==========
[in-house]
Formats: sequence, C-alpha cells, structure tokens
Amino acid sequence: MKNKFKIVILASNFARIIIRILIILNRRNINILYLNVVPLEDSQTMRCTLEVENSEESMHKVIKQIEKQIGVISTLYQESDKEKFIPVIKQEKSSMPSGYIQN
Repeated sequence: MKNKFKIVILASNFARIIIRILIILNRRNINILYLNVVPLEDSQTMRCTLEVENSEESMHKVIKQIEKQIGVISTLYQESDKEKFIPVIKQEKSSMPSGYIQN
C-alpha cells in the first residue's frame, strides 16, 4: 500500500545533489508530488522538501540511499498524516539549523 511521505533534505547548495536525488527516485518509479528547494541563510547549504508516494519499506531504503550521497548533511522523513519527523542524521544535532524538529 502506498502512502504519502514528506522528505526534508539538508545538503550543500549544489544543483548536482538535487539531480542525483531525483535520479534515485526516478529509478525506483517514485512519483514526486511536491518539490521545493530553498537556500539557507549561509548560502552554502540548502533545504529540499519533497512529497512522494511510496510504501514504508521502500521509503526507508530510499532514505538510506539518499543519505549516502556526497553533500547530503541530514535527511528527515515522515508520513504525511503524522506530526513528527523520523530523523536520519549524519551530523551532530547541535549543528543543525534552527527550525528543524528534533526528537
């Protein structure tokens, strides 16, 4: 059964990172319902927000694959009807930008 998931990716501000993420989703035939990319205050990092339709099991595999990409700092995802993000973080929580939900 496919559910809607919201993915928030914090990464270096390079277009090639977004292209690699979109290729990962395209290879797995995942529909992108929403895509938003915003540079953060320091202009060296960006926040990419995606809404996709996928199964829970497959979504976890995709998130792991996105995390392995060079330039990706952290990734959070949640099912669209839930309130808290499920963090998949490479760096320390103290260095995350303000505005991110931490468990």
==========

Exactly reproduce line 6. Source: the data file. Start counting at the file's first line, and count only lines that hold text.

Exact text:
């Protein structure tokens, strides 16, 4: 059964990172319902927000694959009807930008 998931990716501000993420989703035939990319205050990092339709099991595999990409700092995802993000973080929580939900 496919559910809607919201993915928030914090990464270096390079277009090639977004292209690699979109290729990962395209290879797995995942529909992108929403895509938003915003540079953060320091202009060296960006926040990419995606809404996709996928199964829970497959979504976890995709998130792991996105995390392995060079330039990706952290990734959070949640099912669209839930309130808290499920963090998949490479760096320390103290260095995350303000505005991110931490468990």